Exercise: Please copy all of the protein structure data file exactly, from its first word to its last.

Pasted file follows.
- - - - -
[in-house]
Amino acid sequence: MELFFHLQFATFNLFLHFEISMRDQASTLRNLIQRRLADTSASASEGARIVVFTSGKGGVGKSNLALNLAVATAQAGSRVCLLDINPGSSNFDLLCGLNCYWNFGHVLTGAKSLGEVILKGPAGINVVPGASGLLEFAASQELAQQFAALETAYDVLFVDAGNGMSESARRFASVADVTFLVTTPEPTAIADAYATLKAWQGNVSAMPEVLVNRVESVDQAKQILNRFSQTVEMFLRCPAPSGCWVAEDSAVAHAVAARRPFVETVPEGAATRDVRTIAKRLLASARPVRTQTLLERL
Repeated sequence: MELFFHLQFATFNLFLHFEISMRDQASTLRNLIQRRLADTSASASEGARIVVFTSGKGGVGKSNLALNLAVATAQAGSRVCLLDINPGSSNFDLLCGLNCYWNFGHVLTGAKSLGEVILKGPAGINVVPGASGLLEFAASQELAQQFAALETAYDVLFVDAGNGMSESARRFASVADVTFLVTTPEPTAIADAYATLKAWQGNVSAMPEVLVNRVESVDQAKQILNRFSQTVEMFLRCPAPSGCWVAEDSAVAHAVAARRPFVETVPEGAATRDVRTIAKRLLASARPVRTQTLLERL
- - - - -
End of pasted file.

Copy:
[in-house]
Amino acid sequence: MELFFHLQFATFNLFLHFEISMRDQASTLRNLIQRRLADTSASASEGARIVVFTSGKGGVGKSNLALNLAVATAQAGSRVCLLDINPGSSNFDLLCGLNCYWNFGHVLTGAKSLGEVILKGPAGINVVPGASGLLEFAASQELAQQFAALETAYDVLFVDAGNGMSESARRFASVADVTFLVTTPEPTAIADAYATLKAWQGNVSAMPEVLVNRVESVDQAKQILNRFSQTVEMFLRCPAPSGCWVAEDSAVAHAVAARRPFVETVPEGAATRDVRTIAKRLLASARPVRTQTLLERL
Repeated sequence: MELFFHLQFATFNLFLHFEISMRDQASTLRNLIQRRLADTSASASEGARIVVFTSGKGGVGKSNLALNLAVATAQAGSRVCLLDINPGSSNFDLLCGLNCYWNFGHVLTGAKSLGEVILKGPAGINVVPGASGLLEFAASQELAQQFAALETAYDVLFVDAGNGMSESARRFASVADVTFLVTTPEPTAIADAYATLKAWQGNVSAMPEVLVNRVESVDQAKQILNRFSQTVEMFLRCPAPSGCWVAEDSAVAHAVAARRPFVETVPEGAATRDVRTIAKRLLASARPVRTQTLLERL